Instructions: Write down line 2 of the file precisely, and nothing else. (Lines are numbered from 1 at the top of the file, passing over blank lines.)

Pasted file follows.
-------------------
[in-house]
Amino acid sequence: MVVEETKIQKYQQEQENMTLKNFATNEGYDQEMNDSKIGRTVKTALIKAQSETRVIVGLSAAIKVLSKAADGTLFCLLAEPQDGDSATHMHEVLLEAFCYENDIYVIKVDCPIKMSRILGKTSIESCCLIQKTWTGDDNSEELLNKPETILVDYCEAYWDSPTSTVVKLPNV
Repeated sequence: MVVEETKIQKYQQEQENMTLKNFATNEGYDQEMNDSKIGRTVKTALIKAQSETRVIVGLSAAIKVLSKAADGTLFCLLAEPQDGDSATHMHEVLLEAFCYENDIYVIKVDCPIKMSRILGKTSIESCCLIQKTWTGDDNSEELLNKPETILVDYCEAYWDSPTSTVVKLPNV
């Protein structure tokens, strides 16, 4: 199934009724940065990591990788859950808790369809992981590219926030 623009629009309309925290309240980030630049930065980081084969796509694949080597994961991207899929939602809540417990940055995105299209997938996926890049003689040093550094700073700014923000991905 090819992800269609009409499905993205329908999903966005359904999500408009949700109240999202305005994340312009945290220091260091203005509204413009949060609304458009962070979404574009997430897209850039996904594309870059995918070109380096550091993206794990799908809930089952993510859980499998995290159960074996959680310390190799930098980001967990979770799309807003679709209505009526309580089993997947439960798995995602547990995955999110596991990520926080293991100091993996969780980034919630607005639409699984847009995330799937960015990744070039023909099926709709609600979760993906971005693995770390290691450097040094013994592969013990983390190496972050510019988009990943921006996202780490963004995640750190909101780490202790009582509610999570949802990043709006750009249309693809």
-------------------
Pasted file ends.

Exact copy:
Amino acid sequence: MVVEETKIQKYQQEQENMTLKNFATNEGYDQEMNDSKIGRTVKTALIKAQSETRVIVGLSAAIKVLSKAADGTLFCLLAEPQDGDSATHMHEVLLEAFCYENDIYVIKVDCPIKMSRILGKTSIESCCLIQKTWTGDDNSEELLNKPETILVDYCEAYWDSPTSTVVKLPNV